What impact will Donald Trump's unexpected election victory have on the US and UK property markets? Country Life canvassed opinions from agents across the market to gauge their initial views in the wake of Wednesday's surprise result.

Donald Trump’s victory in the US presidential election delivered one of the greatest shocks ever seen in US politics – or world politics, for that matter.

The stock markets have been on a wild ride from the moment the crucial results from Ohio and Florida came in, with huge falls followed by even bigger rallies.

Nothing unusual with any of that, of course: surprises and uncertainty always send share prices into a spin. But property markets are, by their very nature, slower to move. How will they react?

Nick Churton of the Mayfair Office estate agency – much of whose business is based in the ISA – is confident that things will carry on as normal.

“I imagine that just as after Brexit there will be initial shock followed by a period of reflection,” he told Country Life.

“But the new president will not take office until 20th January next year and it is too early in my view to gauge any impact that this result will have on the real estate market.”

Churton added that it is impossible to know how attitudes will change in the coming months, both among foreign investors and domestic buyers in the US – but he is confident that there will be no

”One thing I do know is that our clients wont let a little thing like a change of government get in the way of business,” he added.

“They will make this a positive – it’s the American way.”

Naomi Heaton, CEO of London Central Portfolio, sees things very differently, however – and worries about how the world is changing.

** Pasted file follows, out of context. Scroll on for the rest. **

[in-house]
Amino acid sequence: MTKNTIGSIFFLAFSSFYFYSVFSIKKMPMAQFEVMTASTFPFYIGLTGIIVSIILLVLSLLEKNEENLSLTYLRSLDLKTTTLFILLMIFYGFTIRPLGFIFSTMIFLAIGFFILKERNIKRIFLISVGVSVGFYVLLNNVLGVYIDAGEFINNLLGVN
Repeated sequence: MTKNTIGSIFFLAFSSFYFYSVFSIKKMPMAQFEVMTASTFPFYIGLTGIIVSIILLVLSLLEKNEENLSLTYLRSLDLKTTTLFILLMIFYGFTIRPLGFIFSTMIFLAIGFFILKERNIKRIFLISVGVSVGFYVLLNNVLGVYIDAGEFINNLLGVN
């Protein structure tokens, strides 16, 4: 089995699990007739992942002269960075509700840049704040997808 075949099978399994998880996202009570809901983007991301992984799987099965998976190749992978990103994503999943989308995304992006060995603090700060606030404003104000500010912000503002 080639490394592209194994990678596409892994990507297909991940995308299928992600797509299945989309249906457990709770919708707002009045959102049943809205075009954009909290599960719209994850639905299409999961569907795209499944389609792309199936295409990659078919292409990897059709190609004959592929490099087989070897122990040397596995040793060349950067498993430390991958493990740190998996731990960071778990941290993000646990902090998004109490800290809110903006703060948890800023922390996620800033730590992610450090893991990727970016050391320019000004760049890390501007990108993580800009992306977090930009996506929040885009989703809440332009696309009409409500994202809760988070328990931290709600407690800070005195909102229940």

“There is clearly huge disenchantment,” she said.

“Don’t think that this is the end of it. We’re in for a huge period of global uncertainty; the issues we’re confronting are enormous.”

Heaton also believes that London is ideally-placed to benefit from instability elsewhere – both over the Atlantic and over the channel.

“There are elections coming up in France, the Netherlands, Germany,” she added, suggesting that the shock of Brexit might soon seem mild compared to what could happen in other countries.

“It’s a global revolution and people will want to know that their money is safe,” she said.

“We saw after the global credit crunch that, after gold, prime London property was the first thing to bounce back. It’s a blue chip, tangible asset – property in a tolerant, cosmopolitan city where the rule of law still applies.”

City of London in distance on misty morning

Heaton also noted that buyers from the Middle East are more likely to focus on the UK, since she feels that they are “less and less comfortable with America”.

That’s a view echoed elsewhere, with Camilla Dell of the Black Brick agency saying that, “we are likely to see some wealthy US citizens, particularly those most offended by Trump, move to the UK as some of our American clients hinted to us prior to this outcome.”

Paul Boomsma, president of US-based real estate association Luxury Portfolio International, disagrees strongly: unless major policy changes cause turmoil, Luxury Portfolio’s recent research (their Global Report on Luxury Real Estate was released just two weeks ago) suggests that demand will continue to be strong from buyers at the top of the market.

“The past few months, and the past 24 hours, have been an unsurprising reaction to uncertainty which always causes fluctuation in the stock market and a direct impact in the high-end real estate market,” she said.

“There is still considerable demand and interest from the global affluent. Considering the uncertainty that existed during the campaign, until policy changes are in effect we don’t foresee immediate market changes.”

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